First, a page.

To the Cooper Community:
Please find below the latest draft of The Cooper Union’s statements of mission. Thanks to the sixtyone detailed responses to the draft, released in March, from alumni, faculty, staff, and students, both the content and structure of the texts have changed; every word has been subject to debate. The subcommittee welcomes further comments through the month of May. The draft will be submitted, after further review by the office of the President, to the Trustees for their consideration in June.
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The Draft Mission Statements of The Cooper Union as of May 3, 2017
Opened in 1859 by Peter Cooper, philanthropist, inventor, industrialist, and champion of democracy, The Cooper Union for the Advancement of Science and Art was among the first institutions anywhere to admit students and the public without regard to race, religion, gender, status, or national origin. Lacking a formal education himself, the founder committed his fortune so others could learn. Peter Cooper extended the Enlightenment to all social classes through a free, practical education “to open the volume of nature by the light of truth,” unencumbered by debt or dependency.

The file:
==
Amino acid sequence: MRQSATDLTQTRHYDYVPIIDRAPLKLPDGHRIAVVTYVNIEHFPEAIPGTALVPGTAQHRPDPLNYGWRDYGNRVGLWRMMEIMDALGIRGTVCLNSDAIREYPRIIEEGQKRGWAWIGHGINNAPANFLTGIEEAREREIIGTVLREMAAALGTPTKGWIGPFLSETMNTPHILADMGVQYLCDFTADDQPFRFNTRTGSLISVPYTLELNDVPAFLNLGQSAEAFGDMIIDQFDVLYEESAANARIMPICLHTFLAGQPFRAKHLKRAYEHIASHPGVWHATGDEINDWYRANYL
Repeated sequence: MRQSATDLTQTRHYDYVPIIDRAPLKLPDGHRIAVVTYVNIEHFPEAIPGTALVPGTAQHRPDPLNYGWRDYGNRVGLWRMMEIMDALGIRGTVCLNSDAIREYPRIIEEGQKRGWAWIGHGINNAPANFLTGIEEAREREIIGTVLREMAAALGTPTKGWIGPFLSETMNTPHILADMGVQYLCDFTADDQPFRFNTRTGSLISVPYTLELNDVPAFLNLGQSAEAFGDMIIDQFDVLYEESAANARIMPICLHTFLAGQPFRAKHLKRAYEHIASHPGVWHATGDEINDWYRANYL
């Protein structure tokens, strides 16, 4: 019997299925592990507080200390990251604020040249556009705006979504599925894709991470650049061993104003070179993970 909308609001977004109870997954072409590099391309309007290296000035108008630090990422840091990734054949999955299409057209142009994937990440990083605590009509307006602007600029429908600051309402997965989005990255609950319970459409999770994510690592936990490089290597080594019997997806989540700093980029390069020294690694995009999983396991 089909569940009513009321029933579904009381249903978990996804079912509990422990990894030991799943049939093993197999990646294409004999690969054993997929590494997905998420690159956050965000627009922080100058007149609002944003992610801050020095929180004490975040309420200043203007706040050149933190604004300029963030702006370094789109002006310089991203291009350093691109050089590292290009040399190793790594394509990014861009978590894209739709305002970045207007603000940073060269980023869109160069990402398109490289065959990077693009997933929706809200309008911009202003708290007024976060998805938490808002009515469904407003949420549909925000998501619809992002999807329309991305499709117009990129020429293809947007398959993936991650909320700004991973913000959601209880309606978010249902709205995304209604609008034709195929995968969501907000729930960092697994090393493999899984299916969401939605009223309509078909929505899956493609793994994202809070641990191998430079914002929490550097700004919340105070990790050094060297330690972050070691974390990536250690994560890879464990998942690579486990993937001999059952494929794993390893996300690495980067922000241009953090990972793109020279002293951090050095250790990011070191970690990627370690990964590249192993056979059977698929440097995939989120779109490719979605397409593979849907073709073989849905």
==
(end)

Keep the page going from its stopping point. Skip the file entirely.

Our Civic Commitment:
Located in the East Village, The Cooper Union engages New York City as a site for learning and for service. Through lectures, exhibitions, partnerships, outreach programming and professional development opportunities, The Cooper Union creates a platform for informed civic discourse, educational equality, and cultural enrichment. The Great Hall, New York’s historic auditorium for free speech and social justice, continues to be a forum for addressing important issues facing the city,the nation, and the world.
The Cooper Union for the Advancement of Science and Art provides a rigorous professional education in the Schools of Architecture, Art, and Engineering, complemented by a broad curriculum from the Faculty of Humanities and Social Sciences. With a commitment to diversity and collaboration, The Cooper Union educates students in the ethical, cultural, and environmental contexts and consequences of their technical and creative disciplines. The institution continues to admit students on the basis of merit and potential, and awards scholarships to all enrolled undergraduates, striving to fulfill Peter Cooper’s vision to provide a free education. Peter Cooper trusted “that the students of this institution will do something to bear back the mighty torrent of evils now pressing on the world.” The college seeks students who ask the question “What contribution should we make to the world?,” and prepares its students to become thoughtful and active citizens who engage with the challenges before them.